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Date Calculations and Queries With Oracle Visual Builder Cloud Service

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Date Calculations and Queries With Oracle Visual Builder Cloud Service

When it comes to calculations and queries based on a date in Oracle Visual Builder Cloud Service, you'll need some JavaScript calculations. Here are some useful things to know if you're trying to do that.

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It's very easy to define a field in a custom object in Oracle Visual Builder Cloud Service to store a date, but when it comes to doing calculations and queries based on date, you'll find that you need to resort to a little bit of JavaScript calculations.

Here are a couple of useful things to know if you are trying to do that.

Calculating Age, or Time Passed From a Date in Years

Let's assume you are storing information about employees and one of the pieces of information you have is their date of birth — the Birthday field in the image below.

How do you show their actual age in years on a page?

You can define a calculated field in your business object — and have VBCS use the Calculate value with formula as the source for this field.

Your formula would be something like:

(new Date() -new Date($birthdate) )/ (60*60*24*1000*365)

You are calculating the difference between today's date and the birthday field, and since the answer is in milliseconds ,you convert it to years by dividing by the number of milliseconds in a year.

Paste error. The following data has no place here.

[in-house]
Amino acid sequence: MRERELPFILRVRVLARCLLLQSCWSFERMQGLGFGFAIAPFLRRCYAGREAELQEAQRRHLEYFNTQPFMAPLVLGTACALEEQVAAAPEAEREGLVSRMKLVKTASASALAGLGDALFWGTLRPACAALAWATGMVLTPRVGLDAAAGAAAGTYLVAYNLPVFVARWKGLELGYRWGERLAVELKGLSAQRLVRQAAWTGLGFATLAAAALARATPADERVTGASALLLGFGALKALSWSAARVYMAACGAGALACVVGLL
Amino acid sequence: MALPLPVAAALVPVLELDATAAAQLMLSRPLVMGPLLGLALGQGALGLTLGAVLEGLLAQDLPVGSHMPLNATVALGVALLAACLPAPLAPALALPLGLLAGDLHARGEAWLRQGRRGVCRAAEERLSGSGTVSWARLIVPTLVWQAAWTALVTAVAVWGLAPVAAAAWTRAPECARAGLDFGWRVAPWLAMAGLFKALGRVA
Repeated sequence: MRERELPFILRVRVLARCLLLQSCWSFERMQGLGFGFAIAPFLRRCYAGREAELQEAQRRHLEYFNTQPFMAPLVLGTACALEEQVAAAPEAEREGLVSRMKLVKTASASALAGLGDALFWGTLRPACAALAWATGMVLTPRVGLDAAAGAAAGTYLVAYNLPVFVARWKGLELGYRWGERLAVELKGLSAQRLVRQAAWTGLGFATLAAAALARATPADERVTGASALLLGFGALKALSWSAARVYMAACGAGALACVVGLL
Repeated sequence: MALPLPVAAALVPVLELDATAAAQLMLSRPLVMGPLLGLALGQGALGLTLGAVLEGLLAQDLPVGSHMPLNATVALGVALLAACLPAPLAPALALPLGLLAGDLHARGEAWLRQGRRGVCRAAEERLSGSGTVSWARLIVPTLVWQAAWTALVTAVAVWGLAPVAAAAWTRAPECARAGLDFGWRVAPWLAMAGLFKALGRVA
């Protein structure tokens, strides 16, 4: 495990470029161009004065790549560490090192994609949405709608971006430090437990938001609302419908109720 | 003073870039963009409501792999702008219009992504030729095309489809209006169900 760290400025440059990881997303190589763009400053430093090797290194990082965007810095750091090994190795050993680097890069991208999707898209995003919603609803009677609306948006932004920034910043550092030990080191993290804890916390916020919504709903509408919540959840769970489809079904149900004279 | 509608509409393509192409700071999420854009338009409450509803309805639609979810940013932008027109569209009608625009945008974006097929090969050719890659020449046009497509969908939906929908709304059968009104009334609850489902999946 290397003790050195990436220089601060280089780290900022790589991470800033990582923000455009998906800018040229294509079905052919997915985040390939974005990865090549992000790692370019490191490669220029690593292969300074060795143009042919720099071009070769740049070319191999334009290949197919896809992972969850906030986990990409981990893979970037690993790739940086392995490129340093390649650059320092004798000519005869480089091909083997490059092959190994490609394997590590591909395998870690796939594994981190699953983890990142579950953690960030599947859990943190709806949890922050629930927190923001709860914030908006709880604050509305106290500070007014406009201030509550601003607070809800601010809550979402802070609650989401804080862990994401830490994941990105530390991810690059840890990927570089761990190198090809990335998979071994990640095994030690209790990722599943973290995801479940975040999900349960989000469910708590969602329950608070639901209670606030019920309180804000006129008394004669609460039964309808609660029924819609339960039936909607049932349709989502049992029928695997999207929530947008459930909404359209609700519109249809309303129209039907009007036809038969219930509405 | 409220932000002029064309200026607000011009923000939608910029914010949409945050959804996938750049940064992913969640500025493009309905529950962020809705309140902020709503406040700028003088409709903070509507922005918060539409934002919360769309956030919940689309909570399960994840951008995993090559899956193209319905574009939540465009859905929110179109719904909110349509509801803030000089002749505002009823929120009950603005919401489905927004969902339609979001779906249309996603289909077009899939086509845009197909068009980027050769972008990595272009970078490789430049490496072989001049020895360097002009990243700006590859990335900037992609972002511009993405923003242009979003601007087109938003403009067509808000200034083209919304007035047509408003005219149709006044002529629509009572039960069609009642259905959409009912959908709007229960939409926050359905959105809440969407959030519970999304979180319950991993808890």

Note that as you type in your formula, the dialog shows you the results of the formula below the formula field — quite useful to verify that you are doing it right.

Now, your page can show the age of your employees:

Filtering Based on Date

What if you wanted to limit the records shown in the table above to only show employees of a specific age?

The tricky part is that you'll need to do the calculation against the birthday field and not against the age field. The age field is not actually stored anywhere — rather, it is calculated on the fly.

Let's take the table shown above and assume we want to limit it to show employees who are younger than nine years. To do that, we'll add a query condition to our table to check that the birthday is larger than the date of (today minus 9 years).

The calculation of the date nine years ago will be done with a formula like this:

new Date($current_date-9*365*24*60*60*1000)

Now your table only shows older employees.

Want to have a more dynamic way to define the query criteria? You can adopt the approach I showed in this article, along with the techniques shown here.

One last note: Since not every year has 365 days, the calculation for milliseconds conversion is not completely accurate, but it is quite close.

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Topics:
big data ,tutorial ,queries ,oracle visual builder cloud service ,date calculations ,data analytics ,javascript

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